“The ruling party in a given state takes it all. Anyone who ventures to challenge the ruling party through another political party is completely on his or her own. The opposition political party at the national level will not even get involved. There cannot be competitive when there is no level playing ground for other political parties to compete.
“In line with our constitution, local government in Nigeria is supposed to have a separate legal entity, distinct from the state and Federal Government, administered by democratically elected officials. It is also provided that local government should have specific powers to perform a range of functions assigned by the law.
“As a tier of the government, it should enjoy substantial autonomy to perform an array of functions and policies as required by law. The state governors have refused to allow all these to be.”
A public affair, David Edochie, also stated that local government elections were bastardised after the local government reforms that transferred the control of local councils to the state governments, saying the governors have muzzled up the system since then.
“So, it could be virtually said that local government election does not exist; it’s about a conspiracy between the governors and the members of the SIEC, who are appointed by the governors to manipulate results, favour them and be able to divert funds that belong to local governments.
“When they do that time and over again, people become bored about participating in what is just a mere shred called local government election. The results are predetermined and skewed towards favouring the ruling party in the state, particularly the governor, who has mapped out strategies of diverting funds that are supposedly meant for the local government. Therefore, we cannot categorically say that elections are conducted for local governments.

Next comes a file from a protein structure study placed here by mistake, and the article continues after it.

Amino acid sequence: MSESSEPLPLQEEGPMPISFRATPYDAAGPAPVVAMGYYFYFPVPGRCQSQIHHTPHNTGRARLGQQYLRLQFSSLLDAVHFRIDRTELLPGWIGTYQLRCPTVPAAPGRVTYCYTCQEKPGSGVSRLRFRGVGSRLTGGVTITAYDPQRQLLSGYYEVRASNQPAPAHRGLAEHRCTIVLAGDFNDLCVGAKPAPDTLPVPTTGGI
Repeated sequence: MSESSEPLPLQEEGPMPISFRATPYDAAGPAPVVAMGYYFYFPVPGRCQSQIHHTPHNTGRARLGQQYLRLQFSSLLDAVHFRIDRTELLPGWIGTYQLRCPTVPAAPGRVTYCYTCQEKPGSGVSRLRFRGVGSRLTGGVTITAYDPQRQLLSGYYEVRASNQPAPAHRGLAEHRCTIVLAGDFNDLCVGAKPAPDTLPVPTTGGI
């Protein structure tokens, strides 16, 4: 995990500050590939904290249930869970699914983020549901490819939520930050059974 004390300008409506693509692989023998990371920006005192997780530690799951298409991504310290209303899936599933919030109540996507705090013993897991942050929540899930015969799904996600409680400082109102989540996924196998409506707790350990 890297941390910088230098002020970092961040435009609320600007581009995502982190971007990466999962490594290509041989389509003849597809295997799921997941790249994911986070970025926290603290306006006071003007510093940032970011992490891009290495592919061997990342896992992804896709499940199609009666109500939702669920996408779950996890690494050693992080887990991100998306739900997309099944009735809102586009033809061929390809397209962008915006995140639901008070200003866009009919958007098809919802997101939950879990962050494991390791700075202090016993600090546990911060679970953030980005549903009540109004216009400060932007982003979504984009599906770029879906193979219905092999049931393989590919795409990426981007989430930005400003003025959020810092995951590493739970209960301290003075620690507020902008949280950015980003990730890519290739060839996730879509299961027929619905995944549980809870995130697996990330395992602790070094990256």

“The so-called local council chairmen are handpicked through the party structure and ushered into office through the SIEC, who are appointees of the state governor. This is the reason you cannot see jubilation among the masses when the results are announced, instead, people are disgruntled and unhappy. Even the so-called winners know that they were never voted for but handpicked into the various positions. So, local government election is completely dead and does not exist,” he surmised.
On how the trend is affecting the role of the opposition in the nation’s democracy, Edochie said the situation undermined the nation’s democracy and its tenets.
“You cannot be an umpire in a process or election you have an interest. Basically, the state governors are more or less the umpire that determines who wins the local government election. Therefore, in this matter, opposition, as it were, does not really arise and it cannot be equated in a proper political context.
“Because there is no fair contest, it kills and undermines our democracy and democratic tenets. As a matter of fact, it does not in any way help in the growth and development of our democracy. The people who initiated that style never meant well for the masses and they did not foresee the dangers ahead of it.
“Discussing opposition at the local government level does not suffice because the process itself in the first place is not inclusive. Rather, it is predetermined, narrow, and parochial in nature. Therefore, our democracy’s garment is torn by this system,” he said.